Zürich Center for Integrative Human Physiology, Institute of Physiology, University of Zürich, Zürich, Switzerland; Food and Nutrition and Sport Science, Gothenburg University, Gothenburg, Sweden

The aim was to determine the mechanisms facilitating exercise performance in hot conditions following heat training. In a counter-balanced order, seven males (V̇o2max 61.2 ± 4.4 ml·min(-1)·kg(-1)) were assigned to either 10 days of 90-min exercise training in 18 or 38°C ambient temperature (30% relative humidity) applying a cross-over design. Participants were tested for V̇o2max and 30-min time trial performance in 18 (T18) and 38°C (T38) before and after training. Blood volume parameters, sweat output, cardiac output (Q̇), cerebral perfusion (i.e., middle cerebral artery velocity [MCAvmean]), and other variables were determined. Before one set of exercise tests in T38, blood volume was acutely expanded by 538 ± 16 ml with an albumin solution (T38A) to determine the role of acclimatization induced hypervolemia on exercise performance. We furthermore hypothesized that heat training would restore MCAvmean and thereby limit centrally mediated fatigue. V̇o2max and time trial performance were equally reduced in T38 and T38A (7.2 ± 1.6 and 9.3 ± 2.5% for V̇o2max; 12.8 ± 2.8 and 12.9 ± 2.8% for time trial). Following heat training both were increased in T38 (9.6 ± 2.1 and 10.4 ± 3.1%, respectively), whereas both V̇o2max and time trial performance remained unchanged in T18. As expected, heat training augmented plasma volume (6 ± 2%) and mean sweat output (26 ± 6%), whereas sweat [Na(+)] became reduced by 19 ± 7%. In T38 Q̇max remained unchanged before (21.3 ± 0.6 l/min) to after (21.7 ± 0.5 l/min) training, whereas MCAvmean was increased by 13 ± 10%. However, none of the observed adaptations correlated with the concomitant observed changes in exercise performance.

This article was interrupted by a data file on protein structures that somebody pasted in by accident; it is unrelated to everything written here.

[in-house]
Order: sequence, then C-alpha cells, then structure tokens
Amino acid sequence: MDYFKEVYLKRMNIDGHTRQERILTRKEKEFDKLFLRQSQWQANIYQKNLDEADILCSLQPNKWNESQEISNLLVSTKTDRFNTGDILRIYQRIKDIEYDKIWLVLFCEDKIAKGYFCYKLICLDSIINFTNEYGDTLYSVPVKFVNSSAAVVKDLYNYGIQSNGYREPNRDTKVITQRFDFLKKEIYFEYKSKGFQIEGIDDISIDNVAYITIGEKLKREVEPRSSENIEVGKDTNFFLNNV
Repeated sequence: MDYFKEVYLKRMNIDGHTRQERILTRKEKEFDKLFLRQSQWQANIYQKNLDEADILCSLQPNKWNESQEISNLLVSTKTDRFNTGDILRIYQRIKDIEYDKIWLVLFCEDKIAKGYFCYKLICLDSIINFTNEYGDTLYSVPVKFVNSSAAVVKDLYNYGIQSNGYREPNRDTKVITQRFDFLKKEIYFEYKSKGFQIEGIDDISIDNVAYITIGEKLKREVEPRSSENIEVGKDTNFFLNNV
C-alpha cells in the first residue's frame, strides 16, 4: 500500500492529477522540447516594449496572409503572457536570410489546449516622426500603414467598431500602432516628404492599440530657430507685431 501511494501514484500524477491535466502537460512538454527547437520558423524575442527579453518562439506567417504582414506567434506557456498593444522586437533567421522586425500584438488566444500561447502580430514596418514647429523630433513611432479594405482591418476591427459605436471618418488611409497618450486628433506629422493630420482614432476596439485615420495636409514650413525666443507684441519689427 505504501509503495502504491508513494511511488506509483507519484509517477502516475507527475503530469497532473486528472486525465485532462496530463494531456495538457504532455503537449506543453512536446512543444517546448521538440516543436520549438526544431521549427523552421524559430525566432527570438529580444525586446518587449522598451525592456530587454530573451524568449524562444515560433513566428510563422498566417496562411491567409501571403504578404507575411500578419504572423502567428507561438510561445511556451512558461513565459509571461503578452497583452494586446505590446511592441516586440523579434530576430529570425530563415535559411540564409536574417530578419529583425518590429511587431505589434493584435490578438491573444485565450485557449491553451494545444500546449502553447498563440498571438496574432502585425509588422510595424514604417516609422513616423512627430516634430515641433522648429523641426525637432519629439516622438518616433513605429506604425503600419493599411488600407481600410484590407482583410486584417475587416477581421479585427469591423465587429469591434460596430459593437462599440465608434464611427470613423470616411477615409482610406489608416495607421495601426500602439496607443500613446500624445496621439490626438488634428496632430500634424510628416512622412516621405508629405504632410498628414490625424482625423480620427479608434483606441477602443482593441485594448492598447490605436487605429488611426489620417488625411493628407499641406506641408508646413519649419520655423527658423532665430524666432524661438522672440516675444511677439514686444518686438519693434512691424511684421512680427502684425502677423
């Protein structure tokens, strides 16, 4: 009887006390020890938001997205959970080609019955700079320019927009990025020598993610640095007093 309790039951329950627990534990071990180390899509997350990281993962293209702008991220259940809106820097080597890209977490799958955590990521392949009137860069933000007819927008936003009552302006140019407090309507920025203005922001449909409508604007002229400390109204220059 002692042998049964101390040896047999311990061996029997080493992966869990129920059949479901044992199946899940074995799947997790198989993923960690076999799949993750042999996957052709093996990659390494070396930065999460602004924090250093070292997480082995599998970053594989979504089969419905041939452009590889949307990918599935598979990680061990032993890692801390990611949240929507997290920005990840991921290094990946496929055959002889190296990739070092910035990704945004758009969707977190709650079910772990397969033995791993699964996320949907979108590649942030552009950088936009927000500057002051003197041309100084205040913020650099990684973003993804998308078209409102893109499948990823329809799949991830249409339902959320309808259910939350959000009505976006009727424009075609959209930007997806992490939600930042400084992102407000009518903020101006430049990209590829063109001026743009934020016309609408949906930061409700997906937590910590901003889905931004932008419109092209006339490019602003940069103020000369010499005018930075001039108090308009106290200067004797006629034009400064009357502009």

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http://dx.doi.org/10.1152/ajpheart.00138.2015DOI Listing
September 2015

Cerebrovascular reactivity is increased with acclimatization to 3,454 m altitude.

J Cereb Blood Flow Metab 2015 Aug 25;35(8):1323-30. Epub 2015 Mar 25.

1] Zurich Center for Integrative Human Physiology (ZIHP), Zurich, Switzerland [2] Institute of Physiology, ZIHP, University of Zurich, Zurich, Switzerland [3] Department of Food and Nutrition and Sport Science, Gothenburg University, Gothenburg, Sweden.